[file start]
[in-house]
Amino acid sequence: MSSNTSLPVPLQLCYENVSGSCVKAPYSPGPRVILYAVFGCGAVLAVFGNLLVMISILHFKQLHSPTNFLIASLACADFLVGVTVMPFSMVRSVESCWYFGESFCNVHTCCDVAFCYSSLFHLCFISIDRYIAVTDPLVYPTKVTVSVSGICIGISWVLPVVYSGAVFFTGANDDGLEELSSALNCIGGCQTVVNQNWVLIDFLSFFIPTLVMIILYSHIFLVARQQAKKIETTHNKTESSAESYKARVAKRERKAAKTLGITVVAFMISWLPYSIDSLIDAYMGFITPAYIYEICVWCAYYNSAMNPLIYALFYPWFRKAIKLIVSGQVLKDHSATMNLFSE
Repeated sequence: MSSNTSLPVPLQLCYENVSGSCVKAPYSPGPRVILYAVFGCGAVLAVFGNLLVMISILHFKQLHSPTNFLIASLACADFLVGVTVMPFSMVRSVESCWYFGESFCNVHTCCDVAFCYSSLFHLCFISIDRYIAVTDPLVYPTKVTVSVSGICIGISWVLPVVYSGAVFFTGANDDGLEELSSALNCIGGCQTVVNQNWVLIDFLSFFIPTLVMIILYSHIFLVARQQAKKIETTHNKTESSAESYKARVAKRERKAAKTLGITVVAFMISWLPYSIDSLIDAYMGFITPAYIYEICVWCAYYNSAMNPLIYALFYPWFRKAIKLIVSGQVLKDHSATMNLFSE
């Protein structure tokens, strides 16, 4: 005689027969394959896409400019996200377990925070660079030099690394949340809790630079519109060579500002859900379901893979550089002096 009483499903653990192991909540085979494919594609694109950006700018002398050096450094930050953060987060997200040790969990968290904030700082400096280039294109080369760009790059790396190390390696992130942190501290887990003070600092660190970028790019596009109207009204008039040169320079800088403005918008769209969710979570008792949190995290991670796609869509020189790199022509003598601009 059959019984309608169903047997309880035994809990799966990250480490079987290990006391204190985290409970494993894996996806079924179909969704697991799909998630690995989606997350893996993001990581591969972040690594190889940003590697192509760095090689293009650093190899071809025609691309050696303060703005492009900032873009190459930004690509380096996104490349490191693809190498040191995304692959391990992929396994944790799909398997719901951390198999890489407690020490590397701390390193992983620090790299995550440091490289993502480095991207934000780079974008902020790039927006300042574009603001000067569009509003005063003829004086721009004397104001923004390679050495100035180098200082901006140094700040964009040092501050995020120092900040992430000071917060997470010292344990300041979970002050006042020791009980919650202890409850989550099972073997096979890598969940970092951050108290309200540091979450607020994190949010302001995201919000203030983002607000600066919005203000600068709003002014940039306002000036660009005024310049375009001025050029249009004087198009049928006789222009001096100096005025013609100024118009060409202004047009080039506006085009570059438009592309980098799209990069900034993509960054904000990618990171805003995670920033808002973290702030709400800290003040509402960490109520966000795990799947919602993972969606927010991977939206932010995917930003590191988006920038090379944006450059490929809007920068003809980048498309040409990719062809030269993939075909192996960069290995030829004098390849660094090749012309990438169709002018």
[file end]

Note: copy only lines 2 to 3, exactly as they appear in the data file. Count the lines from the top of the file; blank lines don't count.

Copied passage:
Amino acid sequence: MSSNTSLPVPLQLCYENVSGSCVKAPYSPGPRVILYAVFGCGAVLAVFGNLLVMISILHFKQLHSPTNFLIASLACADFLVGVTVMPFSMVRSVESCWYFGESFCNVHTCCDVAFCYSSLFHLCFISIDRYIAVTDPLVYPTKVTVSVSGICIGISWVLPVVYSGAVFFTGANDDGLEELSSALNCIGGCQTVVNQNWVLIDFLSFFIPTLVMIILYSHIFLVARQQAKKIETTHNKTESSAESYKARVAKRERKAAKTLGITVVAFMISWLPYSIDSLIDAYMGFITPAYIYEICVWCAYYNSAMNPLIYALFYPWFRKAIKLIVSGQVLKDHSATMNLFSE
Repeated sequence: MSSNTSLPVPLQLCYENVSGSCVKAPYSPGPRVILYAVFGCGAVLAVFGNLLVMISILHFKQLHSPTNFLIASLACADFLVGVTVMPFSMVRSVESCWYFGESFCNVHTCCDVAFCYSSLFHLCFISIDRYIAVTDPLVYPTKVTVSVSGICIGISWVLPVVYSGAVFFTGANDDGLEELSSALNCIGGCQTVVNQNWVLIDFLSFFIPTLVMIILYSHIFLVARQQAKKIETTHNKTESSAESYKARVAKRERKAAKTLGITVVAFMISWLPYSIDSLIDAYMGFITPAYIYEICVWCAYYNSAMNPLIYALFYPWFRKAIKLIVSGQVLKDHSATMNLFSE